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This ad was created in about 5 weeks for Cineplex Entertainment. It played on 1400 screens in Canada before every movie shown for a full month, and was sent out by the entire Cineplex organization (right up to the CEO) as an e-card, for which i made an alternate ending title. 4 versions in all. I didn't get much sleep, and there were at least 2 meltdowns over technical hiccups, but i'm extremely happy with the result, and the client was over the moon. I try to practice constant communication with a remote client during big projects, so i used Skype screen sharing heavily as well as a shared dropbox to keep in sync with the client's feedback. The client had creative prepared, so my end was squeezing those creative brains until some concrete imagery dripped out. Avoiding constant changes to assets in the scene is a must, and the term "Ok, this is locked" gets thrown around a lot to keep me sane. Managing 13 shots without using Xrefs means i had to lock the kitchen build before moving to any rendering
Lighting and rendering were a huge part of the work on this project, as there are hundreds of individual lights, most with Area Shadows, reflections, 4k textures ETC. Avoiding flicker, artifacts, aliasing, moire and noise are where my years of playing around with every button in Cinema 4D came in handy. Animating Global Illumination is, as any 3d artist will tell you, a stupid and impossible thing to do on a tight deadline. Animated GI (bounce lighting) is subject to A: massive pre-render caching and B: Soul crushing artifacts when it goes wrong
It went wrong
I ended up rendering out tests about halfway through the project with the Full Animation mode in Cinema 4d, and let me tell you about terrible glitchy flickering artifacts. They were *everywhere*. After a stressful few tests and more that one email to my producer proclaiming possible doom, i ended up using the standard static image lighting model for the GI, and lo and behold, it eliminated all flicker. This was the complete opposite of what C4D AR is designed to do, but holy crap did it save the day. GI pre-cache times were cut by 75%, and i didn't have to deliver a plasticy render with no bounce lighting.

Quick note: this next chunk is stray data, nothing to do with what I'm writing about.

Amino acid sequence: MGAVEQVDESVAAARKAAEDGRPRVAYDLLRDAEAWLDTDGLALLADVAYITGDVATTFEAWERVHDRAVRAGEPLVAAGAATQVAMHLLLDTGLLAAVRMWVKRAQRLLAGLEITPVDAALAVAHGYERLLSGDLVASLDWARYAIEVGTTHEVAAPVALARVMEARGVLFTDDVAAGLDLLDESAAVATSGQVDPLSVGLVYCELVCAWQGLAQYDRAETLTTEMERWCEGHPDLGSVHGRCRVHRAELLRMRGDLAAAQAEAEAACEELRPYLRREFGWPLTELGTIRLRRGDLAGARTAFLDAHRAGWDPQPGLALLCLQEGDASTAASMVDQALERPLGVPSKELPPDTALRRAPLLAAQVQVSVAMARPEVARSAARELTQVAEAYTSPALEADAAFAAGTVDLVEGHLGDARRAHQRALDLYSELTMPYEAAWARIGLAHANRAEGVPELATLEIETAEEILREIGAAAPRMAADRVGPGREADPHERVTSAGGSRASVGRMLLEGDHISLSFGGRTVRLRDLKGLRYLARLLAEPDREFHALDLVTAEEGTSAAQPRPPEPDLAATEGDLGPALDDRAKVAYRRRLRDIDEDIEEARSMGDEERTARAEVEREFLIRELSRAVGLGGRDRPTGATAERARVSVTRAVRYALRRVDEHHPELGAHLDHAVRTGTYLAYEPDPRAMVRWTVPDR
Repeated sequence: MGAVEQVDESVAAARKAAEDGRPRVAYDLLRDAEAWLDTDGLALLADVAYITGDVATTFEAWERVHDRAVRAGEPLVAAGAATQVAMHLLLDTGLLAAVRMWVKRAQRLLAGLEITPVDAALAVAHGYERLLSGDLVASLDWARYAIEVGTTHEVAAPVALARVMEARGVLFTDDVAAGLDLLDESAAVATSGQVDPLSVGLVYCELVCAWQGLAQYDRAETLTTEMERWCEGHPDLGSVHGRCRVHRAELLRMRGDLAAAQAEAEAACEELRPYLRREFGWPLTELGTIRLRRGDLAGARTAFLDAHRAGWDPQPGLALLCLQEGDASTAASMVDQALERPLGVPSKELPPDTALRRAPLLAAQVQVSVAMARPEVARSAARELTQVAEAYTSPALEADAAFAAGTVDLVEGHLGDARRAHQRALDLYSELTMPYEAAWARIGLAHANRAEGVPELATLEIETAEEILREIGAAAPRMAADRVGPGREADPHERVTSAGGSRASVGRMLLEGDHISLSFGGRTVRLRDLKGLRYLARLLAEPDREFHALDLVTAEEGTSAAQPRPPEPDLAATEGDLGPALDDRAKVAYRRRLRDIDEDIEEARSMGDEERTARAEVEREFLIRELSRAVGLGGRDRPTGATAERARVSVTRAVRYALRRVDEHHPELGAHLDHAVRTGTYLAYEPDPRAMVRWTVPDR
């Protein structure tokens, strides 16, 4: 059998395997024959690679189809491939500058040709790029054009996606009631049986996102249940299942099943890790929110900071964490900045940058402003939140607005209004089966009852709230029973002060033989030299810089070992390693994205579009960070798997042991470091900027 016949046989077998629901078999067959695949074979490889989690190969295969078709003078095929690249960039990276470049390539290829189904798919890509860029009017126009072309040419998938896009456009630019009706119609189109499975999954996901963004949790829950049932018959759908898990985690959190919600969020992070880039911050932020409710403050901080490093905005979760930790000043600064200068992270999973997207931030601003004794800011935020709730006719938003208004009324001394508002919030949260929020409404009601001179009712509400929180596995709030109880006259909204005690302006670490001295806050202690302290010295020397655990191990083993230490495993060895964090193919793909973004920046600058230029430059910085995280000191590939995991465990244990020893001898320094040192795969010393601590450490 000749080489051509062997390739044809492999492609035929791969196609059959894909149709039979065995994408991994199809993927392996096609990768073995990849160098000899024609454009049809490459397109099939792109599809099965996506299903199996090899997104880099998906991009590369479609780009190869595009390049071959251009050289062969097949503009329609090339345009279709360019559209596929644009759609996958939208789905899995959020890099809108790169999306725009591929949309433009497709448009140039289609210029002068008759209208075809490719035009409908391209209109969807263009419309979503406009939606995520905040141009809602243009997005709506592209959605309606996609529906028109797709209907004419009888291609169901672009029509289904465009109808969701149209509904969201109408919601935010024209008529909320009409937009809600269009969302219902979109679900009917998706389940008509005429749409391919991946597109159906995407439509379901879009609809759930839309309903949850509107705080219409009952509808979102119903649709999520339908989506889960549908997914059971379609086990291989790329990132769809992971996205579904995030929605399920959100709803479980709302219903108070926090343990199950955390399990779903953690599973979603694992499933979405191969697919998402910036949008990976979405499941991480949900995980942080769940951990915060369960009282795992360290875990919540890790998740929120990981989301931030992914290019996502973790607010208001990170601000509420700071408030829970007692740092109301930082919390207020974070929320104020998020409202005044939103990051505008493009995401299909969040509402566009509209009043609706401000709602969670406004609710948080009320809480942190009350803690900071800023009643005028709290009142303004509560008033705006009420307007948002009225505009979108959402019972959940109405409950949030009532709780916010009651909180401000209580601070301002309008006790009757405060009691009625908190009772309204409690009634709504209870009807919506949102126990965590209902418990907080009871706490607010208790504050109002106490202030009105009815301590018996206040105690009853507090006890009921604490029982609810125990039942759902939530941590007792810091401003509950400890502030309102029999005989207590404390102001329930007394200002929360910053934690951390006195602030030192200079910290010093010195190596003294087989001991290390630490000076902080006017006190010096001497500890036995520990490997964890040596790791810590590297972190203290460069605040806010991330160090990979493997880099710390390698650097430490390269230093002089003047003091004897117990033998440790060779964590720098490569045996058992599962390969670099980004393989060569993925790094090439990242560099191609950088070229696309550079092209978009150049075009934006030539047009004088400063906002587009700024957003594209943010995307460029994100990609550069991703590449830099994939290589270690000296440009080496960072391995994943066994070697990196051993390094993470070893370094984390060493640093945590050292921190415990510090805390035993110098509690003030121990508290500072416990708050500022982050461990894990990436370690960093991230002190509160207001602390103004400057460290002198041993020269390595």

Character help came from Pixel Reborn for design and reference animations. I did the hair based off of his sketches in Cinema 4D, and it came out at roughly 10-20 seconds per frame to render the hair, which is a really really fantastic result considering how great it looks. I had to exclude most lights from affecting it, so shadows dont fall quite right on his forehead, but the deadline shows no mercy. 3ds max FBX export issues plagued the project for days and really threw a wrench in the production schedule, so hopefully Alembic will be able to solve that on the next character heavy project.
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